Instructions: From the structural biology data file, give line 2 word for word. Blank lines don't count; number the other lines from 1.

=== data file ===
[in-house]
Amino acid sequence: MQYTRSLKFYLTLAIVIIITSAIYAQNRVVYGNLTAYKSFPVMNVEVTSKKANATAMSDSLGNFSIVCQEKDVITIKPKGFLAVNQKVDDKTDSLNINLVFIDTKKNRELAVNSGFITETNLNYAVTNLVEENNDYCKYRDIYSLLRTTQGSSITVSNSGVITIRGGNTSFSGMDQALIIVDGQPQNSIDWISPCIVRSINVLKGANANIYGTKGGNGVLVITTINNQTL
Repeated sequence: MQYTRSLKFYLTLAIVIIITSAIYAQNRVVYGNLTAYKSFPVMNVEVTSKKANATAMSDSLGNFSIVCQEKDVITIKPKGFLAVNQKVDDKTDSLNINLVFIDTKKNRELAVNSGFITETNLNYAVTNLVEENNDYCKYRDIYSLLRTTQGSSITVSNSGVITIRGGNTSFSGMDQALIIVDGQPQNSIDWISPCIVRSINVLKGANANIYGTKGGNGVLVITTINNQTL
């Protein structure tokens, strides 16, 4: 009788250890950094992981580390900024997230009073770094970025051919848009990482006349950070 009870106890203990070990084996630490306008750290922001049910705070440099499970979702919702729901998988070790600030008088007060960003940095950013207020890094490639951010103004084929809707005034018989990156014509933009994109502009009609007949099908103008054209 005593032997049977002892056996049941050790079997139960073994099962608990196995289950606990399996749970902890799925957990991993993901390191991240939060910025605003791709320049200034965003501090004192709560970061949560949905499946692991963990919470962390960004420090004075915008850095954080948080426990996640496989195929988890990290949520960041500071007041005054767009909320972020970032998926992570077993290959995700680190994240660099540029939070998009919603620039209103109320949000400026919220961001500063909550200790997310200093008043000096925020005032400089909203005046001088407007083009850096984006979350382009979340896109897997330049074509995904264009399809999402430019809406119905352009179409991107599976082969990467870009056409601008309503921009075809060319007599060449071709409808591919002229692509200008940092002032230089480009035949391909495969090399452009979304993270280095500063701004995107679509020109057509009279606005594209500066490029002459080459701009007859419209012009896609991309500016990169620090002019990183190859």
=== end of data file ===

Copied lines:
Amino acid sequence: MQYTRSLKFYLTLAIVIIITSAIYAQNRVVYGNLTAYKSFPVMNVEVTSKKANATAMSDSLGNFSIVCQEKDVITIKPKGFLAVNQKVDDKTDSLNINLVFIDTKKNRELAVNSGFITETNLNYAVTNLVEENNDYCKYRDIYSLLRTTQGSSITVSNSGVITIRGGNTSFSGMDQALIIVDGQPQNSIDWISPCIVRSINVLKGANANIYGTKGGNGVLVITTINNQTL